Written by by Max Frisch
Producer:Young Vic / Royal National Theatre Studio.
Starring:Jack Shepherd, Alec Newman, David Annen, Aoife McMahon, Helene Patarot, Etela Pardo, Jem Wall, Stephen Casey, Badi Uzzaman, Morris Perry, Anthony Taylor, Matthew Fraser, Goran Kostic.
Synopsis:The play which is set in Andorra, a fictional place of no specific geographical location but one that bears obvious parallels with Europe during the 30's and 40's, centres on Andri, the illegitimate son of a school teacher. To save face the teacher falsely claims he has recued this young Jewish boy from across the border, and as the mood of the country changes, Andri is singled out.
A round up of the press notices .....
This production has received poor notices from the popular press....NICHOLAS DE JONGH for THE EVENING STANDARD says, "Even Gregory Thompson's sluggish, caricaturing production, with its failure to capture the play's satirical force and fury at the expense of truth-evaders, cannot altogether disguise Andorra's power." He goes on to say, "To give the play universality, a multi-racial cast has been recruited, but some of them are quite out of their depth. Jack Shepherd's Can, bellowing and farcically drunken, with self-consciously vacuous shrugs and odd hand and finger gestures, misses all the schoolteacher's guilty unhappiness." BENEDICT NIGHTINGALE for THE TIMES says it is "cluttered and, as adapted by Michael Bullock and directed by Gregory Thompson, a bit of a chore". He goes on to say, "Max Frisch's moral fable Andorra has worn with age." CHARLES SPENCER for THE DAILY TELEGRAPH says, "Andorra is absolutely terrible, a self-righteous tract that leaves you stupefied with resentment and boredom. It makes Bertolt Brecht's dreary political parables seem as subtle as Chekhov and as entertaining as Morecambe and Wise." He goes on, "Political correctness, in short, proves disastrously incorrect in the dramatic context of this dull, trite, horribly self-congratulatory play." MICHAEL BILLINGTON for THE GUARDIAN says, "The best feature of the evening is Francis O'Connor's set, in which a tiled square is surrounded by shuttered apartments, suggesting myriad prison cells.........But Frisch's play now feels like an overextended parable that doesn't so much develop as simply restate its unambiguous central idea. " PAUL TAYLOR for THE INDEPENDENT says, "Impressive production." He goes on to say, "Alec Newman makes a powerful, emotionally transparent Andri, journeying from a winning, open-hearted optimism, through the false security of hatred, to a kind of heroic fatalism when he refuses to capitalise on the revelation that he is not Jewish."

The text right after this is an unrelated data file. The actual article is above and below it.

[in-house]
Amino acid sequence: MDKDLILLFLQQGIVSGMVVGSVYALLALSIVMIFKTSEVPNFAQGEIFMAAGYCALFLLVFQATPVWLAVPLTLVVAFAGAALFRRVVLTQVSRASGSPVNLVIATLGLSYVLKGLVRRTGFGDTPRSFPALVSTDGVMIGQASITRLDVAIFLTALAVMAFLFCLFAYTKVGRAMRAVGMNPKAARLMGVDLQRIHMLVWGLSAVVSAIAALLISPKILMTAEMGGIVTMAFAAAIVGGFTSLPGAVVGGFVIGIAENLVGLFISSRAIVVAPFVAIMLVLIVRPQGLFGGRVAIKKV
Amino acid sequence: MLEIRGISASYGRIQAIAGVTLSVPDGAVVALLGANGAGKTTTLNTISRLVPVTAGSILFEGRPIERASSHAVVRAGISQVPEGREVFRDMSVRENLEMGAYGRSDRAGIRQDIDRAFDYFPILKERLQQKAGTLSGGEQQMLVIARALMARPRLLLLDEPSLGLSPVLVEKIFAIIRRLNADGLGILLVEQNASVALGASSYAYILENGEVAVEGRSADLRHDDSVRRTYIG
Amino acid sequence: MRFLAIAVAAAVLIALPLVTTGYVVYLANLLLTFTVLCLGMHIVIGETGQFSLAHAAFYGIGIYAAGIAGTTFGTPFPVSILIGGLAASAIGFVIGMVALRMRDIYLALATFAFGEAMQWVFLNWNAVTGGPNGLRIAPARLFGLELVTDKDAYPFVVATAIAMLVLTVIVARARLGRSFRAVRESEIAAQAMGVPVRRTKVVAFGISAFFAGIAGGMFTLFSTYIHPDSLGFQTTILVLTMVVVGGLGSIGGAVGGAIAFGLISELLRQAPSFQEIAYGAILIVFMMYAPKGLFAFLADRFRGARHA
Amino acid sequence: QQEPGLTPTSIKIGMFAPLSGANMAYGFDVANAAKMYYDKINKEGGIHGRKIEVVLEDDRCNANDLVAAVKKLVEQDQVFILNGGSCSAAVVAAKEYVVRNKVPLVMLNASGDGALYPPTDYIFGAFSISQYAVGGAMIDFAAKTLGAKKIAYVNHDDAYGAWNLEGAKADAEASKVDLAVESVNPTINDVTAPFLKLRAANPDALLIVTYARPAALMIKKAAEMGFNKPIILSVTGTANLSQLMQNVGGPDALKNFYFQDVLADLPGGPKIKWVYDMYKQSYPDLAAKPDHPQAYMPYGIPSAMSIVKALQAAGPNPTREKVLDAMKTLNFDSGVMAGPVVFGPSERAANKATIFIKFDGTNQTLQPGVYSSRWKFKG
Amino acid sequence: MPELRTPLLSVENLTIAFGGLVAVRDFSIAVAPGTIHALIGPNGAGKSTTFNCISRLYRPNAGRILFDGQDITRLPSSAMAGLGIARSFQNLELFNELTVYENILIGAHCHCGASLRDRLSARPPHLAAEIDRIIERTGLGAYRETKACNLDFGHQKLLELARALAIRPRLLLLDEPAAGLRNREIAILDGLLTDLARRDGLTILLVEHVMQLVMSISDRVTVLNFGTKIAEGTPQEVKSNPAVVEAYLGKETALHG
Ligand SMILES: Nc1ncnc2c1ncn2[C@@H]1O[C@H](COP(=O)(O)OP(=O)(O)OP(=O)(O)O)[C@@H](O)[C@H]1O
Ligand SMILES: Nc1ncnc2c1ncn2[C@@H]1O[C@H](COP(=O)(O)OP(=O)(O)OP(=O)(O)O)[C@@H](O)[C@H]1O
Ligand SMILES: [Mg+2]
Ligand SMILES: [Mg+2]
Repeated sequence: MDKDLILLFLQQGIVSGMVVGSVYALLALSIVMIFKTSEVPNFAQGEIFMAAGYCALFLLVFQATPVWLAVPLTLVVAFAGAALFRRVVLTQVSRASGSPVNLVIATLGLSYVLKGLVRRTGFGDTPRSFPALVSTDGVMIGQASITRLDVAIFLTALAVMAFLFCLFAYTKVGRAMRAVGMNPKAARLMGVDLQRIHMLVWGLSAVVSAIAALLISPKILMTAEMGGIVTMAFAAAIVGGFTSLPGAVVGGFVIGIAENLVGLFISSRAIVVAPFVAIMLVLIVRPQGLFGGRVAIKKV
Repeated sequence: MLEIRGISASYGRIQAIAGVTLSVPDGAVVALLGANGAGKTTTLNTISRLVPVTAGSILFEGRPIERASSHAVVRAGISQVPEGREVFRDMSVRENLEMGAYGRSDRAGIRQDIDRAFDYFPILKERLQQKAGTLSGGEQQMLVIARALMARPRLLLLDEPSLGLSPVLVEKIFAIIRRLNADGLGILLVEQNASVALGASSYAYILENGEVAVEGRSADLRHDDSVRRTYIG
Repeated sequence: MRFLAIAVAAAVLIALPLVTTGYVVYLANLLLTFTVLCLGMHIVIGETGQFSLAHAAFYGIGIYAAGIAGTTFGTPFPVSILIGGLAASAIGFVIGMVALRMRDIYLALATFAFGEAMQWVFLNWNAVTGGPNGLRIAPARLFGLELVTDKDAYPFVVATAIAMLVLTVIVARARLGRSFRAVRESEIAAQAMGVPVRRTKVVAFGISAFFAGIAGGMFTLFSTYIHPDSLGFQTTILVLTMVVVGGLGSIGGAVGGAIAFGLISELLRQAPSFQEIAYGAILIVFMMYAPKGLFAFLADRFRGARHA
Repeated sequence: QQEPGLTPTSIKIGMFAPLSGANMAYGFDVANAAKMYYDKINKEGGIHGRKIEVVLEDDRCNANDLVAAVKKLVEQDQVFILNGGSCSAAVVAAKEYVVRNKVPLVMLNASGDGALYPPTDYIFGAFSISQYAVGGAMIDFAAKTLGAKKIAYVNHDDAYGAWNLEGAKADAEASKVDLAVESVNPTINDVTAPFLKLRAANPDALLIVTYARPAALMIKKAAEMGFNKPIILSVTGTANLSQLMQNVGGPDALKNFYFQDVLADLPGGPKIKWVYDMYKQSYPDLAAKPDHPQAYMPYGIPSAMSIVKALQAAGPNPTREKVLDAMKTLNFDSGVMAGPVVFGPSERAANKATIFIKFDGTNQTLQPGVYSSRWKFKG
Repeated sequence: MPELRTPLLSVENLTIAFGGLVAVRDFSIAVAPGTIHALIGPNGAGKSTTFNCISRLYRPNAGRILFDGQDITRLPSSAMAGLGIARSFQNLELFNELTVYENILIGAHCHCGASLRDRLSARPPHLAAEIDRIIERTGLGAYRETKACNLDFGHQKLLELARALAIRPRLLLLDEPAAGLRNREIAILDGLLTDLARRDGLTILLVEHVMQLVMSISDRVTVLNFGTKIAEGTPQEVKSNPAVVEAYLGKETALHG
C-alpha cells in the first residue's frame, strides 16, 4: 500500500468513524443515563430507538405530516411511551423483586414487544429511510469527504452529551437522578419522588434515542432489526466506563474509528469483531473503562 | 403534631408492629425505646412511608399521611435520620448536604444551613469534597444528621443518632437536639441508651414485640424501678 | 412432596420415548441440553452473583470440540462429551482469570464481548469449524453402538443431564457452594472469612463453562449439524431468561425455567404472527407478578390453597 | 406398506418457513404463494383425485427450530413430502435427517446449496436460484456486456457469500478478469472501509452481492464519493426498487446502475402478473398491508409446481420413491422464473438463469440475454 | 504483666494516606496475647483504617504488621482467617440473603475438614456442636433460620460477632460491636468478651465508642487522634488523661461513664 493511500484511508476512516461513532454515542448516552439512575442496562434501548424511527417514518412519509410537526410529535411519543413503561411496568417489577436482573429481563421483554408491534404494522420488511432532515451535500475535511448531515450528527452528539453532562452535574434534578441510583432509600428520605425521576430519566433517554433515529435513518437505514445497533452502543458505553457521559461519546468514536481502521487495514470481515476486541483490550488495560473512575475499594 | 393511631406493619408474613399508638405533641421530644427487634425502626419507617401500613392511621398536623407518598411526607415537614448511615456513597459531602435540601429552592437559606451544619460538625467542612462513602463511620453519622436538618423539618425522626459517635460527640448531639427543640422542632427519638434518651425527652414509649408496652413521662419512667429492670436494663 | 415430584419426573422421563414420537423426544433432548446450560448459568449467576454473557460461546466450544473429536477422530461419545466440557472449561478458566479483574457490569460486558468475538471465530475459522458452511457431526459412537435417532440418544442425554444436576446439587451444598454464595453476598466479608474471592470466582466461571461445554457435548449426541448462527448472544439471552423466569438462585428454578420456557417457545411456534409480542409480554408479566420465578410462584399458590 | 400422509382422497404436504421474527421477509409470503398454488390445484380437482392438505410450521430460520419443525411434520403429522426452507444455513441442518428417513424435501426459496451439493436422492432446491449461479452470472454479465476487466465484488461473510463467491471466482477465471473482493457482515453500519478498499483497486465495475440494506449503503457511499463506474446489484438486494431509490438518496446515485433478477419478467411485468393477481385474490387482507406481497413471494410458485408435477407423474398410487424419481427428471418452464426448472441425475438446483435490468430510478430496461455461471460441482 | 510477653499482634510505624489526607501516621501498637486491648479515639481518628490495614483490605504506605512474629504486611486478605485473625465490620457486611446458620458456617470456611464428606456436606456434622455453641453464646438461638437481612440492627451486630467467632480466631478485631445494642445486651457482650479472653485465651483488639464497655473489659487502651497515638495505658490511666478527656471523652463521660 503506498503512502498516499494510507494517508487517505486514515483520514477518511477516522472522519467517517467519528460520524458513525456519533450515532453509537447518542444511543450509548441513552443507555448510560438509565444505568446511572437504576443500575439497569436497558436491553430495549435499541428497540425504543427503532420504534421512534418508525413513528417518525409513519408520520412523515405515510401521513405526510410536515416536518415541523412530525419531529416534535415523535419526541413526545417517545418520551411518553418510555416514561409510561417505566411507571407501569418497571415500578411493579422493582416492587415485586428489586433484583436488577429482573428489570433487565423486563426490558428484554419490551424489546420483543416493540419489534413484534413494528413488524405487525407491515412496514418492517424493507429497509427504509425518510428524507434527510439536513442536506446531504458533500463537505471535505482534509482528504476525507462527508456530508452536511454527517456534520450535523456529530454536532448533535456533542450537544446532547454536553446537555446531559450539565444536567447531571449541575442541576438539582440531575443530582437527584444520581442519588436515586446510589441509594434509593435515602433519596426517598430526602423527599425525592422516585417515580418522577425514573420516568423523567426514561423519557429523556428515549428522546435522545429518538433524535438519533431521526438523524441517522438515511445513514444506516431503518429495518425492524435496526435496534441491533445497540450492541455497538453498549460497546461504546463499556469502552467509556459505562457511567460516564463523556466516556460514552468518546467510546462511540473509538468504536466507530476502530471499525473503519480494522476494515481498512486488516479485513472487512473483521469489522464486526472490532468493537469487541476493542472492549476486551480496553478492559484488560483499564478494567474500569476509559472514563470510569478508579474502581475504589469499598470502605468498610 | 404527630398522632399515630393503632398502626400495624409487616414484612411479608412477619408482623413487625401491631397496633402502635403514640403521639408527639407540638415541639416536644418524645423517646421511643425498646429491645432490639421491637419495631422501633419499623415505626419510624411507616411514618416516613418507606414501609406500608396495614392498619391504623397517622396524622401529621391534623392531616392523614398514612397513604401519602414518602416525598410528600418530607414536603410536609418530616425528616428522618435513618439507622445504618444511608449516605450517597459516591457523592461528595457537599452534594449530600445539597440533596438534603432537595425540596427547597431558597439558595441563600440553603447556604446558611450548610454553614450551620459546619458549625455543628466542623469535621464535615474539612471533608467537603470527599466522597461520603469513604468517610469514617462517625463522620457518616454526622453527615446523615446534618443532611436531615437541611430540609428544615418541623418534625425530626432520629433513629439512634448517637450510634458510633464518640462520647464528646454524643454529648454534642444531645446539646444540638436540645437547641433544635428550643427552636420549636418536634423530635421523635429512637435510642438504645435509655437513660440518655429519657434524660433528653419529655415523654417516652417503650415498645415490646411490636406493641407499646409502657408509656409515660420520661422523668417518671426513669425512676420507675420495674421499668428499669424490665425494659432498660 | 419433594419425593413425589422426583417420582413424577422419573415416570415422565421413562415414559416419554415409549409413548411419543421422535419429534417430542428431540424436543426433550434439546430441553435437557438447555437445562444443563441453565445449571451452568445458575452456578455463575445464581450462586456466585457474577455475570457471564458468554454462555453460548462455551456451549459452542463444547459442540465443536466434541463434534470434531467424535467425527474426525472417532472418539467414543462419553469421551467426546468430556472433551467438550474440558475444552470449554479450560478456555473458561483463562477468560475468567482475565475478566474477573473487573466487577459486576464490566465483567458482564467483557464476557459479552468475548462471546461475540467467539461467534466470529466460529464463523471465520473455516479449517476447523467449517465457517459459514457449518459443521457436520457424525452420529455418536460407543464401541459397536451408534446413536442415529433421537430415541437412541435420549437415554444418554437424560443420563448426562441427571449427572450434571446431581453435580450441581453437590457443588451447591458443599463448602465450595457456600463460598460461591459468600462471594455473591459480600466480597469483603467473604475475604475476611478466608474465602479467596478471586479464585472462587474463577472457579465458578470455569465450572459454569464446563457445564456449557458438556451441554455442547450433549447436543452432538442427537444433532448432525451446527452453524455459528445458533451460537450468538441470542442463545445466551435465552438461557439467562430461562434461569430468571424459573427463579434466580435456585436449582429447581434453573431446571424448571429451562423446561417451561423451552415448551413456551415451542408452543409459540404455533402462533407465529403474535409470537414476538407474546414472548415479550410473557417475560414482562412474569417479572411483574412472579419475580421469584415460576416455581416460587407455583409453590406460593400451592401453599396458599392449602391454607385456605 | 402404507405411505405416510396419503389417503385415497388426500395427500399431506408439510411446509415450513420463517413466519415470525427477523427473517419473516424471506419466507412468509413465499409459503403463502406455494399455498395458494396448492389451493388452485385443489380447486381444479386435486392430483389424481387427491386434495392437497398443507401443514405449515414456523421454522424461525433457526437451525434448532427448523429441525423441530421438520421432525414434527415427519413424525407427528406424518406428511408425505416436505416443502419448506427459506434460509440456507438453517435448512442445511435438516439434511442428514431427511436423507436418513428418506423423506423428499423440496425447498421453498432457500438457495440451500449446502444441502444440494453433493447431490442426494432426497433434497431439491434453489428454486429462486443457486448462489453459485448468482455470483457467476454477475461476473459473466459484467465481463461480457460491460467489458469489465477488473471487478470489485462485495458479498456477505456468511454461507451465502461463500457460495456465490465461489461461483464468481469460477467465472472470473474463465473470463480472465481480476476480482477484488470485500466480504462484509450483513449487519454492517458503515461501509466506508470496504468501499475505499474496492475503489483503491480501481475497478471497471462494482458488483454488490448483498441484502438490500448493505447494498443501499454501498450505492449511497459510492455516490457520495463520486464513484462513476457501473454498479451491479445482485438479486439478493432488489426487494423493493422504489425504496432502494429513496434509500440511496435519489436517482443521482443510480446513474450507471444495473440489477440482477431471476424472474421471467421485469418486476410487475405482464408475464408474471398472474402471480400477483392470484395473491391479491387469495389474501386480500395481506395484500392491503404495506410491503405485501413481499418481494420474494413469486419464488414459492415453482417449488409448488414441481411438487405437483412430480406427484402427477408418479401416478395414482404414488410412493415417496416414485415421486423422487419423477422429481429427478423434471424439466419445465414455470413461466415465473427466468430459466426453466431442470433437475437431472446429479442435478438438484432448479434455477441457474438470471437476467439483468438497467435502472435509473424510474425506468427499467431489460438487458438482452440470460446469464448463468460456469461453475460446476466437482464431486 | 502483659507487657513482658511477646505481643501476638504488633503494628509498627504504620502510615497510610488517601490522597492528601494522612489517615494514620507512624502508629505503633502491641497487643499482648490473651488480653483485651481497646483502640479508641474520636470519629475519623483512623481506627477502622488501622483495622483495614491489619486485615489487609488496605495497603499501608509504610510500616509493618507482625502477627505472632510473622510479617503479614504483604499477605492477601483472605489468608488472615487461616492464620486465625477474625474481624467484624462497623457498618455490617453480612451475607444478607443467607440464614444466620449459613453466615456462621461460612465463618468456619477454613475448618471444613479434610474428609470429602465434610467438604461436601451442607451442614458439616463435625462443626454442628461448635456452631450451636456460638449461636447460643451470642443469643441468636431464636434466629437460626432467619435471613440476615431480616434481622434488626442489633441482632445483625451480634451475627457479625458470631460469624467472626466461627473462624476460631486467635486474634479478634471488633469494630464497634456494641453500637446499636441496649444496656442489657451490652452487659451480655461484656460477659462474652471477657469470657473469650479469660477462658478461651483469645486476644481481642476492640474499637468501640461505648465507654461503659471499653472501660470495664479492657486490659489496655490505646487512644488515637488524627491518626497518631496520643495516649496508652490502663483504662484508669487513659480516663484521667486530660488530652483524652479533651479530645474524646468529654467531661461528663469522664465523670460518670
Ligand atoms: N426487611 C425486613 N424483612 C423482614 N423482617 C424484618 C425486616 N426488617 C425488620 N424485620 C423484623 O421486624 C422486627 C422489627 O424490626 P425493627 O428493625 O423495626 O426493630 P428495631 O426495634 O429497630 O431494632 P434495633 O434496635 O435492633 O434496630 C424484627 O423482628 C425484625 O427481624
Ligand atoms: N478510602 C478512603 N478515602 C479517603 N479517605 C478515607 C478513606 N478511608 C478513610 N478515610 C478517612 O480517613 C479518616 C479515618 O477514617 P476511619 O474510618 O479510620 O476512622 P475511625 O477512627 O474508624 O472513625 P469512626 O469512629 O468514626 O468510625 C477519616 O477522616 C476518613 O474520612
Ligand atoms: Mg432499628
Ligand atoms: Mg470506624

Links to full reviews from newspapers...